Posts tagged ‘Deity’

April 15, 2013

Trickster

In mythology, and in the study of folklore and religion, a trickster is a god, goddess, spirit, man, woman, or anthropomorphic animal who plays tricks or otherwise disobeys normal rules and conventional behavior. The term was probably first used in this context by American ethnologist Daniel G. Brinton in 1885.

The trickster deity breaks the rules of the gods or nature, sometimes maliciously (for example, Loki) but usually with ultimately positive effects (though the trickster’s initial intentions may have been either positive or negative). Often, the bending/breaking of rules takes the form of tricks (e.g. Eris, Greek goddess of chaos) or thievery. Tricksters can be cunning or foolish or both; they are often funny even when considered sacred or performing important cultural tasks. An example of this is the sacred Iktomi of the Lakota, whose role is to play tricks and games and by doing so raises awareness and acts as an equalizer.

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January 29, 2011

Sleipnir

sleipnir

In Norse mythology, Sleipnir [sleyp-nir] (Old Norse for ‘the slipper’) is a gray colored, eight-legged horse that serves as Odin’s steed.

He is the child of the Trickster God Loki and a famed stallion named Svaðilfari, is described as the best of all horses, and is sometimes ridden to the location of Hel (the Norse underworld).

September 1, 2010

Flying Spaghetti Monster

noodly appendage

The Flying Spaghetti Monster (FSM) is the deity of the parody religion the Church of the Flying Spaghetti Monster or Pastafarianism, a satirical movement that promotes a light-hearted view of religion and opposes the teaching of intelligent design and creationism in public schools. Created in 2005 by Oregon State physics graduate Bobby Henderson, it was originally intended as a satirical protest against the decision by the Kansas State Board of Education to permit the teaching of intelligent design as an alternative to evolution in public schools. In an open letter, Henderson parodied the concept of intelligent design by professing belief in a supernatural creator which closely resembles spaghetti and meatballs. Henderson further called for his theory of creation to be allotted equal time in science classrooms alongside intelligent design and evolution.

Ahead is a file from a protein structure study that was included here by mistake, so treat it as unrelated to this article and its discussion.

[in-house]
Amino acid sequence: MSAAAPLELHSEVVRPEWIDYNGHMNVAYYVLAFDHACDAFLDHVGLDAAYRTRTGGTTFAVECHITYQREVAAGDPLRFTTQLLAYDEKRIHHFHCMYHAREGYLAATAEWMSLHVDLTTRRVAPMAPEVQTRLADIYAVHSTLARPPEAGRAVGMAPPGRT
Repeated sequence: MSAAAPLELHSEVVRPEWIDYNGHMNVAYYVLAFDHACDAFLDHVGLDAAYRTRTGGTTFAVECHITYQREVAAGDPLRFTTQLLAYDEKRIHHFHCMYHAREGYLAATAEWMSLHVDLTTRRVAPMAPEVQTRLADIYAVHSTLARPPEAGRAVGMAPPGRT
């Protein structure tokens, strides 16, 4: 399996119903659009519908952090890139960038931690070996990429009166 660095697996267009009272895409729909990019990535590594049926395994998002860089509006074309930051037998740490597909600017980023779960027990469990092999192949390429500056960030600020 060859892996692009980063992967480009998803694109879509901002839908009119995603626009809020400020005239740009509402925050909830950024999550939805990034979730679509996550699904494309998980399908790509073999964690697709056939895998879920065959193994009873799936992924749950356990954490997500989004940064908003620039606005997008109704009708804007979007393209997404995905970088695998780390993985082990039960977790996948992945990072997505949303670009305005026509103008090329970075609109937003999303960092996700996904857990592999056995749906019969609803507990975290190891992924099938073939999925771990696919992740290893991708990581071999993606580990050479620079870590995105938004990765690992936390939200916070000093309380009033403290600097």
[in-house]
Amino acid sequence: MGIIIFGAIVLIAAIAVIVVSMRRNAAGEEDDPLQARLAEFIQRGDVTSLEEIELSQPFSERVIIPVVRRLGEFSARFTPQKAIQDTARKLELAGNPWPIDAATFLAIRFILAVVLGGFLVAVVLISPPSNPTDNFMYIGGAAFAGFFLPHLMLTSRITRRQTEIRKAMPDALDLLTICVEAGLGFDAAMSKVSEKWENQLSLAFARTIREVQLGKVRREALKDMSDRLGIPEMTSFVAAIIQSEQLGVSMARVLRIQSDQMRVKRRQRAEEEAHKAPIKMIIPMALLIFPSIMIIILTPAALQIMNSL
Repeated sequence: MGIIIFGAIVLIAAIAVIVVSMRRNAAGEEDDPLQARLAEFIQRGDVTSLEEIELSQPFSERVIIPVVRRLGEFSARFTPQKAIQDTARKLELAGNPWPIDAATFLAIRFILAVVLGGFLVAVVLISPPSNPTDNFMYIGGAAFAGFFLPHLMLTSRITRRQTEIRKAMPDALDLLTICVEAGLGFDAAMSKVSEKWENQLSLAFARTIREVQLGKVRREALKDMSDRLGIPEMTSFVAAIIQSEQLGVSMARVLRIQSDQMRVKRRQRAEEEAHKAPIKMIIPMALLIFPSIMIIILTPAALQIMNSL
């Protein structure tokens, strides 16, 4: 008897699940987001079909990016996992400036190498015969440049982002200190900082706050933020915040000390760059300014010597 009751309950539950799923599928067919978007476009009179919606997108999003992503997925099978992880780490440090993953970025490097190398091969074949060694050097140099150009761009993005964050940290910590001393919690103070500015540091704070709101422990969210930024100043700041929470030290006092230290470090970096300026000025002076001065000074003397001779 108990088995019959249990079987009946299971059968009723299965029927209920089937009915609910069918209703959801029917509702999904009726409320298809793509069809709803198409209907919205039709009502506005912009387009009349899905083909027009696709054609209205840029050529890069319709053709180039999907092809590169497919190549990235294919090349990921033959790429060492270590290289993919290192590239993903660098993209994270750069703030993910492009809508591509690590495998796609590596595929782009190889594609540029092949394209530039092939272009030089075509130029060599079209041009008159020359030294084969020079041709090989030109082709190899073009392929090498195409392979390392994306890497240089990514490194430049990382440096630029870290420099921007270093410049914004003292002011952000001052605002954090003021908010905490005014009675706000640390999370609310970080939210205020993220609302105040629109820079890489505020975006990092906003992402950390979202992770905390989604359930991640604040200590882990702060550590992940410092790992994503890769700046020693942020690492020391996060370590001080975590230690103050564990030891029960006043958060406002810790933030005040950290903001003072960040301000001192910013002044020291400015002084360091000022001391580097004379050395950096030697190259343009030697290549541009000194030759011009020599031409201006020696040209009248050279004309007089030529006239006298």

In his letter he wrote, ‘I think we can all look forward to the time when these three theories are given equal time in our science classrooms across the country, and eventually the world; one third time for Intelligent Design, one third time for Flying Spaghetti Monsterism, and one third time for logical conjecture based on overwhelming observable evidence.’

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August 29, 2010

Mammon

Steal a Little by Heinrich Kley

Mammon [mam-uhn] is a term, derived from the Christian Bible, used to describe material wealth or greed, most often personified as a deity.

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August 17, 2010

Baal

Hadad

Baal [bahl] is one of the seven princes of Hell. He is mentioned widely in the Old Testament as the primary pagan idol of the Phoenicians, often associated with the heathen goddess Ashtaroth. Baal means ‘The Lord.’ Baal is the son of the god Dagan, another Semitic Cannonite god. While his Semitic predecessor was depicted as a man or a bull, the demon Baal was said to appear in the forms of a man, cat, toad, or combinations thereof.

The idea of Baal as a demon was created when Christianity turned ancient gods into demons and demonology divided the demonic population of Hell in several hierarchies. Baal, the Semitic god, did not escape, becoming a separate entity from Beelzebub. During the English Puritan period, Baal was either compared to Satan or considered his main assistant.

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